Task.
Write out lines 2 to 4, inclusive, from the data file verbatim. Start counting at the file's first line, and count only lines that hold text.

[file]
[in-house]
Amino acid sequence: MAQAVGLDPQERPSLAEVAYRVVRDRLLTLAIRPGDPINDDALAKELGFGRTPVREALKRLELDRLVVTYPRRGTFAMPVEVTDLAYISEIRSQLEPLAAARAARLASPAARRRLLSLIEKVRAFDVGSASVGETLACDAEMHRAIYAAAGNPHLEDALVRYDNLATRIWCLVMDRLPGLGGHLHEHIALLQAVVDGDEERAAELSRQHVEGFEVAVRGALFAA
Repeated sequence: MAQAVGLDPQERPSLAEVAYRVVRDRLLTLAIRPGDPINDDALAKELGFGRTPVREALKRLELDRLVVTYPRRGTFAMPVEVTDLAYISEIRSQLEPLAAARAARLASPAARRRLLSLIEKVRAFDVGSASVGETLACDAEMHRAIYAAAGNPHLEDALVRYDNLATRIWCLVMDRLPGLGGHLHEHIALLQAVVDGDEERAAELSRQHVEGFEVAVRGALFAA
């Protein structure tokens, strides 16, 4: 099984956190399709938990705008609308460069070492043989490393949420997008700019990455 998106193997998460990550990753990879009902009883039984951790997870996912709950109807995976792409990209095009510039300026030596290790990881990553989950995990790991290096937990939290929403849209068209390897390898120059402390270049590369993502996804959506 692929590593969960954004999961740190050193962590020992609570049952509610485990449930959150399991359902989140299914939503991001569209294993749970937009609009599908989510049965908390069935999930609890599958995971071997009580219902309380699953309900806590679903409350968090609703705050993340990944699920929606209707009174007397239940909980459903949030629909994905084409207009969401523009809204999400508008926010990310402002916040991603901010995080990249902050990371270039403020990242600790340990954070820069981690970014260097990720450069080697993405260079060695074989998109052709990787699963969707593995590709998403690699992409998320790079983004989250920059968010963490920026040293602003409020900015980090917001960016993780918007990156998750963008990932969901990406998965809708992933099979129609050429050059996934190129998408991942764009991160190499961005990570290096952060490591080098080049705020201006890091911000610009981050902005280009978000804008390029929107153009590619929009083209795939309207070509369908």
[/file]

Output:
Amino acid sequence: MAQAVGLDPQERPSLAEVAYRVVRDRLLTLAIRPGDPINDDALAKELGFGRTPVREALKRLELDRLVVTYPRRGTFAMPVEVTDLAYISEIRSQLEPLAAARAARLASPAARRRLLSLIEKVRAFDVGSASVGETLACDAEMHRAIYAAAGNPHLEDALVRYDNLATRIWCLVMDRLPGLGGHLHEHIALLQAVVDGDEERAAELSRQHVEGFEVAVRGALFAA
Repeated sequence: MAQAVGLDPQERPSLAEVAYRVVRDRLLTLAIRPGDPINDDALAKELGFGRTPVREALKRLELDRLVVTYPRRGTFAMPVEVTDLAYISEIRSQLEPLAAARAARLASPAARRRLLSLIEKVRAFDVGSASVGETLACDAEMHRAIYAAAGNPHLEDALVRYDNLATRIWCLVMDRLPGLGGHLHEHIALLQAVVDGDEERAAELSRQHVEGFEVAVRGALFAA
């Protein structure tokens, strides 16, 4: 099984956190399709938990705008609308460069070492043989490393949420997008700019990455 998106193997998460990550990753990879009902009883039984951790997870996912709950109807995976792409990209095009510039300026030596290790990881990553989950995990790991290096937990939290929403849209068209390897390898120059402390270049590369993502996804959506 692929590593969960954004999961740190050193962590020992609570049952509610485990449930959150399991359902989140299914939503991001569209294993749970937009609009599908989510049965908390069935999930609890599958995971071997009580219902309380699953309900806590679903409350968090609703705050993340990944699920929606209707009174007397239940909980459903949030629909994905084409207009969401523009809204999400508008926010990310402002916040991603901010995080990249902050990371270039403020990242600790340990954070820069981690970014260097990720450069080697993405260079060695074989998109052709990787699963969707593995590709998403690699992409998320790079983004989250920059968010963490920026040293602003409020900015980090917001960016993780918007990156998750963008990932969901990406998965809708992933099979129609050429050059996934190129998408991942764009991160190499961005990570290096952060490591080098080049705020201006890091911000610009981050902005280009978000804008390029929107153009590619929009083209795939309207070509369908």